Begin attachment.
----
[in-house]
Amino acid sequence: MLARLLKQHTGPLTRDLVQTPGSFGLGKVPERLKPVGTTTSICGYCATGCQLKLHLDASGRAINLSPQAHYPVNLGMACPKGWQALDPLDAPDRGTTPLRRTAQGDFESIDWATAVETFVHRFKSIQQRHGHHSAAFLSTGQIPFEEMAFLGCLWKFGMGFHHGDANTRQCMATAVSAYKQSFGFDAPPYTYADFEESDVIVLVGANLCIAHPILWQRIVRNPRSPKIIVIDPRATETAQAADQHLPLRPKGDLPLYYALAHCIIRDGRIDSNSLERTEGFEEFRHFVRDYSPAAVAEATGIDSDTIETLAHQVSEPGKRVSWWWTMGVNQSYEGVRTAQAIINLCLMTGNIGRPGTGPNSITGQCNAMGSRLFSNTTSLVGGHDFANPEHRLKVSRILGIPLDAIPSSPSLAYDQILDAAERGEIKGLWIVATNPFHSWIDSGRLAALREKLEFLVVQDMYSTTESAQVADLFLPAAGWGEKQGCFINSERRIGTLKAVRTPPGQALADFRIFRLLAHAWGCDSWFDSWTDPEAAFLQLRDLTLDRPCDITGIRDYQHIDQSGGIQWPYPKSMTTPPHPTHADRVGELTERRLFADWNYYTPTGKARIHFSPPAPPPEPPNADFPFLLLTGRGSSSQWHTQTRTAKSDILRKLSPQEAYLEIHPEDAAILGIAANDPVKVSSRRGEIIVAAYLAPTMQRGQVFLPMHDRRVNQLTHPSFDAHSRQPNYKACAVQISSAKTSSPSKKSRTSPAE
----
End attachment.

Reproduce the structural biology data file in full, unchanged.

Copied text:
[in-house]
Amino acid sequence: MLARLLKQHTGPLTRDLVQTPGSFGLGKVPERLKPVGTTTSICGYCATGCQLKLHLDASGRAINLSPQAHYPVNLGMACPKGWQALDPLDAPDRGTTPLRRTAQGDFESIDWATAVETFVHRFKSIQQRHGHHSAAFLSTGQIPFEEMAFLGCLWKFGMGFHHGDANTRQCMATAVSAYKQSFGFDAPPYTYADFEESDVIVLVGANLCIAHPILWQRIVRNPRSPKIIVIDPRATETAQAADQHLPLRPKGDLPLYYALAHCIIRDGRIDSNSLERTEGFEEFRHFVRDYSPAAVAEATGIDSDTIETLAHQVSEPGKRVSWWWTMGVNQSYEGVRTAQAIINLCLMTGNIGRPGTGPNSITGQCNAMGSRLFSNTTSLVGGHDFANPEHRLKVSRILGIPLDAIPSSPSLAYDQILDAAERGEIKGLWIVATNPFHSWIDSGRLAALREKLEFLVVQDMYSTTESAQVADLFLPAAGWGEKQGCFINSERRIGTLKAVRTPPGQALADFRIFRLLAHAWGCDSWFDSWTDPEAAFLQLRDLTLDRPCDITGIRDYQHIDQSGGIQWPYPKSMTTPPHPTHADRVGELTERRLFADWNYYTPTGKARIHFSPPAPPPEPPNADFPFLLLTGRGSSSQWHTQTRTAKSDILRKLSPQEAYLEIHPEDAAILGIAANDPVKVSSRRGEIIVAAYLAPTMQRGQVFLPMHDRRVNQLTHPSFDAHSRQPNYKACAVQISSAKTSSPSKKSRTSPAE